Li-Yu Fay, Peng-Yuan Chang, Jau-Ching Wu, Wen-Cheng Huang, Chun-Hao Wang, Tzu-Yun Tsai, Tsung-Hsi Tu, Hsuan-Kan Chang, Ching-Lan Wu and Henrich Cheng
Dynamic stabilization devices are designed to stabilize the spine while preserving some motion. However, there have been reports demonstrating limited motion at the instrumented level of the lumbar spine after Dynesys dynamic stabilization (DDS). The causes of this limited motion and its actual effects on outcomes after DDS remain elusive. In this study, the authors investigate the incidence of unintended facet arthrodesis after DDS and clinical outcomes.
This retrospective study included 80 consecutive patients with 1- or 2-level lumbar spinal stenosis who underwent laminectomy and DDS. All medical records, radiological data, and clinical evaluations were analyzed. Imaging studies included pre- and postoperative radiographs, MR images, and CT scans. Clinical outcomes were measured by a visual analog scale (VAS) for back and leg pain, the Oswestry Disability Index (ODI), and Japanese Orthopaedic Association (JOA) scores. Furthermore, all patients had undergone postoperative CT for the detection of unintended arthrodesis of the facets at the indexed level, and range of motion was measured on standing dynamic radiographs.
A total of 70 patients (87.5%) with a mean age of 64.0 years completed the minimum 24-month postoperative follow-up (mean duration 29.9 months). Unintended facet arthrodesis at the DDS instrumented level was demonstrated by CT in 38 (54.3%) of the 70 patients. The mean age of patients who had facet arthrodesis was 9.8 years greater than that of the patients who did not (68.3 vs 58.5 years, p = 0.009). There were no significant differences in clinical outcomes, including VAS back and leg pain, ODI, and JOA scores between patients with and without the unintended facet arthrodesis. Furthermore, those patients older than 60 years were more likely to have unintended facet arthrodesis (OR 12.42) and immobile spinal segments (OR 2.96) after DDS. Regardless of whether unintended facet arthrodesis was present or not, clinical evaluations demonstrated improvement in all patients (all p < 0.05).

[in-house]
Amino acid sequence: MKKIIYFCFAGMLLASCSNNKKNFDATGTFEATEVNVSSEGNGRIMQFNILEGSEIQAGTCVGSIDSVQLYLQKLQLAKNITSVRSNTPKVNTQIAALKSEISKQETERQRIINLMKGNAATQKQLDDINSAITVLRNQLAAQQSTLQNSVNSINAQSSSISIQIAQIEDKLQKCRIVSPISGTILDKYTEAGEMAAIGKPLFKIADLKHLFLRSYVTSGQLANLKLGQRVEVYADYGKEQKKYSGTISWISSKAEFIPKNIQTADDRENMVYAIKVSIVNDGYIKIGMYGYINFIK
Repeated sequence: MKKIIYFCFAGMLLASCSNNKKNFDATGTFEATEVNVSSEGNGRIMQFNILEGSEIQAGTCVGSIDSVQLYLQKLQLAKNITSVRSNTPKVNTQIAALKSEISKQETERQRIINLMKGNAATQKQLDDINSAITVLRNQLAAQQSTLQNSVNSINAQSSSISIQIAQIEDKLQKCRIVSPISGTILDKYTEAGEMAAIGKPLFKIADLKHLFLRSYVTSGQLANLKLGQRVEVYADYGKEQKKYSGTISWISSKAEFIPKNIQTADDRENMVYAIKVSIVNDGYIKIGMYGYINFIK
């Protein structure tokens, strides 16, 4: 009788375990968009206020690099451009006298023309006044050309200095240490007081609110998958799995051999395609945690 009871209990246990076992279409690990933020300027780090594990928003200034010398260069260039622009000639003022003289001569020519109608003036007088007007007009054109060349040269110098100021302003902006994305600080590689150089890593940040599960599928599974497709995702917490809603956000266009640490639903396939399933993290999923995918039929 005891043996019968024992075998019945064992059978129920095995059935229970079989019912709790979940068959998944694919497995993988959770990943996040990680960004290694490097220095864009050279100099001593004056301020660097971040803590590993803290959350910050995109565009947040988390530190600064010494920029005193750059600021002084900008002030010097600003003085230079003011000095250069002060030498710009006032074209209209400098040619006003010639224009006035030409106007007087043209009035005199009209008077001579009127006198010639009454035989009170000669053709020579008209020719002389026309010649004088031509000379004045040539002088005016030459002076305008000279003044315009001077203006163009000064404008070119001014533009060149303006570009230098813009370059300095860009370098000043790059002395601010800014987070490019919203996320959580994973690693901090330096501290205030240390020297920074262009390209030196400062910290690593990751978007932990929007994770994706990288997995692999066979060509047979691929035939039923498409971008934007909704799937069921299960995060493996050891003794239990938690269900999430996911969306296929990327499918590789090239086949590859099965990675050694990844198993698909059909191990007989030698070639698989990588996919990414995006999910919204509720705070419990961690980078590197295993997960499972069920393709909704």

During the follow-up of more than 2 years, unintended facet arthrodesis was demonstrated in 54.3% of the patients who underwent 1- or 2-level DDS. Older patients (age > 60 years) were more likely to have unintended facet arthrodesis and subsequent immobile spinal segments. However, unintended facet arthrodesis did not affect the clinical outcomes during the study period. Further evaluations are needed to clarify the actual significance of this phenomenon.